Analysis by Type of Disease

Communicable Diseases

In 1996, a total of 64,012 cases of malaria were reported in eight of Bolivia’s nine departments, six of them located in areas at high risk of uninterrupted transmission. Cases involving P. falciparum had increased significantly, from 1,110 in 1991 to 4,164 in 1996. Fourteen hospital deaths involving malaria were reported in 1996. With respect to Chagas’ disease, the main vector—Triatoma infestans—was present in 60% of the country (six of Bolivia’s nine departments).

A total of 5,780 leishmaniasis cases were reported in 1996, 40% (2,310) were reported in 1996: 93.2% were the cutaneous form and 6.8% were the mucous form (the only cases of visceral leishmaniasis were reported in 1993, in the yungas).

Since 1975—the year when seven cases and two deaths were reported in San Joaquín—no other cases where reported until 1993, when a case was found in the province of Mamoré. In 1994, nine cases were reported in the province of Iténez; six of them ended in death. In 1996, there were three nonfatal cases, all in the department of Beni.

Laboratory tests conducted in January 1996 detected the presence of dengue fever in Santa Cruz de la Sierra. The serotypes I and II were in circulation, and a total of 66 cases had been reported as of January 1997. No cases of dengue hemorrhagic fever were reported.

Selvatic yellow fever continues to be a problem. In 1996, 30 cases were reported. The cases occurred in the departments of La Paz, Santa Cruz, Beni, and, in particular, Cochabamba.

In December 1996, there was an outbreak of plague (27 cases) in the town of San Pedro (Apolo, La Paz), with a case fatality rate of 15%.

The last case of clinically confirmed poliomyelitis in Bolivia occurred in 1988. In 1994, the last case considered as polio-compatible was seen. In 1992, there was a major outbreak of measles, the largest Bolivia had seen in 10 years (4,937 cases). An elimination program was launched and succeeded in raising vaccination coverage to 90% in 1997, ultimately bringing down the number of cases to 16 in 1995 and 4 in 1996 (based on clinical diagnosis).

Neonatal tetanus had declined since the 1992 level of 42 reported cases, with only 14 cases reported in 1996.

A seroprevalence of 1.1% was detected for hepatitis B among 13,276 donors screened at blood banks in 1994, rising to 1.5 % based on 13,295 samples screened in 1995.

In 1992, there were 23,862 reported cases of cholera, with a case fatality rate of 1.7%. In 1996, 2,632 cases were reported, with a case-fatality rate of 2.4%.

Chronic Communicable Diseases: Tuberculosis-related care services increased sixfold between 1993 and 1995 and are evidence of the high priority accorded to this disease by the country’s health authorities. Reported cases of tuberculosis (all forms) dropped from 165 to 129 per 100,000 population between 1990 and 1995. Primary resistance was found to be 5.8% for isoniazid, 1.8% for rifampicin, and 4.4% for streptomycin; acquired resistance was reported at 14.7%, 12.6%, and 11.5%, respectively.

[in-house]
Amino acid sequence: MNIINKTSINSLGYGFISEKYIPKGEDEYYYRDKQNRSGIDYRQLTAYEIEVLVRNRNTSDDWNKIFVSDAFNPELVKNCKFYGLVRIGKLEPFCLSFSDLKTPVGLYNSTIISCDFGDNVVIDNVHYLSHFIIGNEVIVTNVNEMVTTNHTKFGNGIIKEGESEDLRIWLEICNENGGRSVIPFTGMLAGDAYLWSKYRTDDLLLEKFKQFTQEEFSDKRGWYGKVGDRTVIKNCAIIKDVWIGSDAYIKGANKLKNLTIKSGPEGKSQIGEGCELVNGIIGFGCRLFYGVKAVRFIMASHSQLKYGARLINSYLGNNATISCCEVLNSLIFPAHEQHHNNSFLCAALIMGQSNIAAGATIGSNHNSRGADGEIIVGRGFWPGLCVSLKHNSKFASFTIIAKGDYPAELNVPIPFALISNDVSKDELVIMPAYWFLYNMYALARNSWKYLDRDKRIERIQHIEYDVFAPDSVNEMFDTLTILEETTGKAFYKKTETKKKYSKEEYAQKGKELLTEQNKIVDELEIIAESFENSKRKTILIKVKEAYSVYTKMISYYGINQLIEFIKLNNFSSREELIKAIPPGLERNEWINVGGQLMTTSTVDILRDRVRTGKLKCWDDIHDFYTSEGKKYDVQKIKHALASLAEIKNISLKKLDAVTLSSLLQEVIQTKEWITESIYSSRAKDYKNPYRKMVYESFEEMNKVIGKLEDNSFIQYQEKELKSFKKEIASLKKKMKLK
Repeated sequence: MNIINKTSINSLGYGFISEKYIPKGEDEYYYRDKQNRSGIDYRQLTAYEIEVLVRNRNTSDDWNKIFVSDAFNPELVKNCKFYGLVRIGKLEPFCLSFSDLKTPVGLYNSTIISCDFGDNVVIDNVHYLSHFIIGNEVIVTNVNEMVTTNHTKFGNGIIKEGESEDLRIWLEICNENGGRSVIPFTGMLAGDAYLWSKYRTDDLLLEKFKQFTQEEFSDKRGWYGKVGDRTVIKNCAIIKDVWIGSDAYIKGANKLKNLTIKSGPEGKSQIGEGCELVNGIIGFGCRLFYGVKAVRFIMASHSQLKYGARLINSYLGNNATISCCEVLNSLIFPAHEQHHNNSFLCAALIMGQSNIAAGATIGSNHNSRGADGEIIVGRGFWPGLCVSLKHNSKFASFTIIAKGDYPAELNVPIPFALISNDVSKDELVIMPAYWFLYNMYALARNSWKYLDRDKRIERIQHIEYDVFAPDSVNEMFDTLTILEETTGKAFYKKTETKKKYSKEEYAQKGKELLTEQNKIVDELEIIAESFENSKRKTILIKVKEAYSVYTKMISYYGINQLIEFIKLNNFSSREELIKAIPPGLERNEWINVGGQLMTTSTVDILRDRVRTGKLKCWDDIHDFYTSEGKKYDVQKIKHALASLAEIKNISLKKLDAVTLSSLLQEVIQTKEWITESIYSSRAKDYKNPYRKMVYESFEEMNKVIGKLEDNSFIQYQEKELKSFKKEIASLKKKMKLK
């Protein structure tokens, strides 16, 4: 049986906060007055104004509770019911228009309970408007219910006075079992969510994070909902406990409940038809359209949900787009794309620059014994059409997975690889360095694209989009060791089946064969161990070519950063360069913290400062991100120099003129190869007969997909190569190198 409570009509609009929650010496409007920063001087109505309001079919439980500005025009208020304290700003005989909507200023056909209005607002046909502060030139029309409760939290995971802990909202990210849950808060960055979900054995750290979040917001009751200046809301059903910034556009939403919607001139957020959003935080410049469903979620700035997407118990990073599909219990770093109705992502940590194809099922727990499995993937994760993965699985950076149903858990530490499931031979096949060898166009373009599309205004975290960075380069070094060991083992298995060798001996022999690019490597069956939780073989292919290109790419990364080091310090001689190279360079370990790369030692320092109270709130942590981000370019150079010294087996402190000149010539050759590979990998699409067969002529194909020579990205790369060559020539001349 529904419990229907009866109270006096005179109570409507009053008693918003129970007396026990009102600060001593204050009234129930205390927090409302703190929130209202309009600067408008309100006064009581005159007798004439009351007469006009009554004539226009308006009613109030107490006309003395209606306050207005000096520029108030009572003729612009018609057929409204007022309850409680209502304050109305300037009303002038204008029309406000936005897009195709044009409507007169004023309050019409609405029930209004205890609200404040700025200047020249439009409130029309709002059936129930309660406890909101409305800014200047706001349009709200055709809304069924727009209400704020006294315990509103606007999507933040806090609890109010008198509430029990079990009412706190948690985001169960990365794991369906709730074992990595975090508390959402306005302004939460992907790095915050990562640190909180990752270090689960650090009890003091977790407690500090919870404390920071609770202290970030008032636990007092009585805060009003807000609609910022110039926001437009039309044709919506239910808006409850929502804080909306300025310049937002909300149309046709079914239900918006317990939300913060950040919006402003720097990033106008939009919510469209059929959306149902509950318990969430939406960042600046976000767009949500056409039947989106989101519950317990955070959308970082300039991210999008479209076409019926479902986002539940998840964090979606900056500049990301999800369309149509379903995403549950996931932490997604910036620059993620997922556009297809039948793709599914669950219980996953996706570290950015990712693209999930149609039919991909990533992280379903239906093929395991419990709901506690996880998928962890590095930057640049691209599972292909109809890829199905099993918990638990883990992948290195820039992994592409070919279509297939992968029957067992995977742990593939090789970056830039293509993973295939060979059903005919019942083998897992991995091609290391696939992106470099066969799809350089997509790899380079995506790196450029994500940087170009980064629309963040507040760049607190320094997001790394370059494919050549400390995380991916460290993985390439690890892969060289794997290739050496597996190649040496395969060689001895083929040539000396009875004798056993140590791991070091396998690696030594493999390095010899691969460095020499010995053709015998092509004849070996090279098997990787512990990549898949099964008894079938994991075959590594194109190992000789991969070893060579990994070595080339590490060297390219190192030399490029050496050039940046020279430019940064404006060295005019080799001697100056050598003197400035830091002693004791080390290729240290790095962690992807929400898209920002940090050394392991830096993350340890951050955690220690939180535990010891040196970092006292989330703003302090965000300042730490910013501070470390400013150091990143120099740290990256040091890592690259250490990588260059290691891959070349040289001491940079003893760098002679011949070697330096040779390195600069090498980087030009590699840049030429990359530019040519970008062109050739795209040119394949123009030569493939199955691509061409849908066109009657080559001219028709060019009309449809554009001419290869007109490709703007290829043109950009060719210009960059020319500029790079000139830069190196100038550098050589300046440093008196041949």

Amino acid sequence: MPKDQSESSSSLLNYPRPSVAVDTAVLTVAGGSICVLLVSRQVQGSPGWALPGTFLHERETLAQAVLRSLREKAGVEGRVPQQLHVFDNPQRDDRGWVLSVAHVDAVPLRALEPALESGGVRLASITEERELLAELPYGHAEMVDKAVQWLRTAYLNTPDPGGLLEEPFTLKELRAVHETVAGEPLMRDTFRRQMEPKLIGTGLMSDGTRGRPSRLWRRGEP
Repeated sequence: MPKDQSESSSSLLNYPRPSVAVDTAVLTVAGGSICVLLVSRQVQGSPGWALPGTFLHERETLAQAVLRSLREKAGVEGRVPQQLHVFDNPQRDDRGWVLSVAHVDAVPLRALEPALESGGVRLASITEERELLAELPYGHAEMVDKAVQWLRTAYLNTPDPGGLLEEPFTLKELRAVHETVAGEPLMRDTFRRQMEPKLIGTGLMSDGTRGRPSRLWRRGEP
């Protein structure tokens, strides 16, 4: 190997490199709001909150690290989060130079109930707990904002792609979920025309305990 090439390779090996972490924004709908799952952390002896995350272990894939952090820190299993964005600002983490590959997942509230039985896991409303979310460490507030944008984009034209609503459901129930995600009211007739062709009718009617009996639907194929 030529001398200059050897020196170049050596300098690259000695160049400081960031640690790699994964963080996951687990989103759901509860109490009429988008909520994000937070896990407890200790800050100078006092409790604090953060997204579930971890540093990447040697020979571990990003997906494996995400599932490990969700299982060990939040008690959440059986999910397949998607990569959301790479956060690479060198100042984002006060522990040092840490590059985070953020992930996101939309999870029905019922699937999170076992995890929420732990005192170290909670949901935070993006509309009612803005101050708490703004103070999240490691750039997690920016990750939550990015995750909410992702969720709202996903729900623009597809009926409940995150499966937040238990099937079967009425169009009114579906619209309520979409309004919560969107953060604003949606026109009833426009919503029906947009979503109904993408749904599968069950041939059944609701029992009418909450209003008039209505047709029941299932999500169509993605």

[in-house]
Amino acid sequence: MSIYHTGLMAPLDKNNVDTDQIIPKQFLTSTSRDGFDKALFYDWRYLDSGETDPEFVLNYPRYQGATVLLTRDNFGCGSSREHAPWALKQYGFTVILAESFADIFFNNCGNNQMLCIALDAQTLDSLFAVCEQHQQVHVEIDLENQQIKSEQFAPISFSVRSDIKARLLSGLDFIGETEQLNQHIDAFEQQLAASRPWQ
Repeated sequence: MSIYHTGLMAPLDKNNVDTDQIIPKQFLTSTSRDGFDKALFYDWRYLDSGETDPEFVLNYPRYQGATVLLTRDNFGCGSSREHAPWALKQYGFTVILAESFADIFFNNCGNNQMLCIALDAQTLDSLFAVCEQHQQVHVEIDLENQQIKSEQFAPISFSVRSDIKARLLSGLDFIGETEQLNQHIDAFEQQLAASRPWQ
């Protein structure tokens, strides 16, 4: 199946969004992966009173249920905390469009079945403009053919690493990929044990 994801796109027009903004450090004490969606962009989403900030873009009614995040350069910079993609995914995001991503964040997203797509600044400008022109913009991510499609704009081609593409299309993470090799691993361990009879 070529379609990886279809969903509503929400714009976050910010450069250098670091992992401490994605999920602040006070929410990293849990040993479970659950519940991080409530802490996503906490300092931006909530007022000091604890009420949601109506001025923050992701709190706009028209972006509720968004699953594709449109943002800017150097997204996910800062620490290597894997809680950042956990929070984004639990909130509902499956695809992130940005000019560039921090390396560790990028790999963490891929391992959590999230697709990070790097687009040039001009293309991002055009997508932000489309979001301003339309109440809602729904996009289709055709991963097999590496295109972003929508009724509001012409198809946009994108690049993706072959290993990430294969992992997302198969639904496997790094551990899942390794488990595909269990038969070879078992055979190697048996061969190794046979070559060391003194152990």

Eighty-six new cases of leprosy were detected in 1995, and there were an additional 32 in 1996.

Acute respiratory infections (ARIs) continue to be the leading cause of morbidity and the second most common cause of mortality among children. The ratio of ARI mortality to mortality from pneumonia decreased 30% between 1989 and 1994 (dropping from 28% to 20%).

Eight cases of human rabies were reported in 1995, and an additional three cases in 1996. The predominant form of transmission was by dogs (91%).

The first case of AIDS was reported in 1985; as of 1996, a total of 123 cases had been detected in addition to 111 cases of asymptomatic infection with the human immunodeficiency virus (HIV). Ninety-two percent of the cases were in the 15-to-49 age group, and 75% of the patients were males. The transmission routes were sexual contact (92%), blood transfusions (6%), and perinatal transmission (2%). Cases of HIV/AIDS infection were reported in eight of the country’s nine departments.

The number of reported cases of syphilis (all forms) is on the rise; the rate of incidence per 100,000 population increased from 44 in 1992 to 55 in 1995. Gonorrhea was observed at a rate of 73 cases per 100,000 population in 1995, compared with 30 per 100,000 in 1992. The age group most affected was 20-to-29-year-olds, with 65% of the cases occurring among males.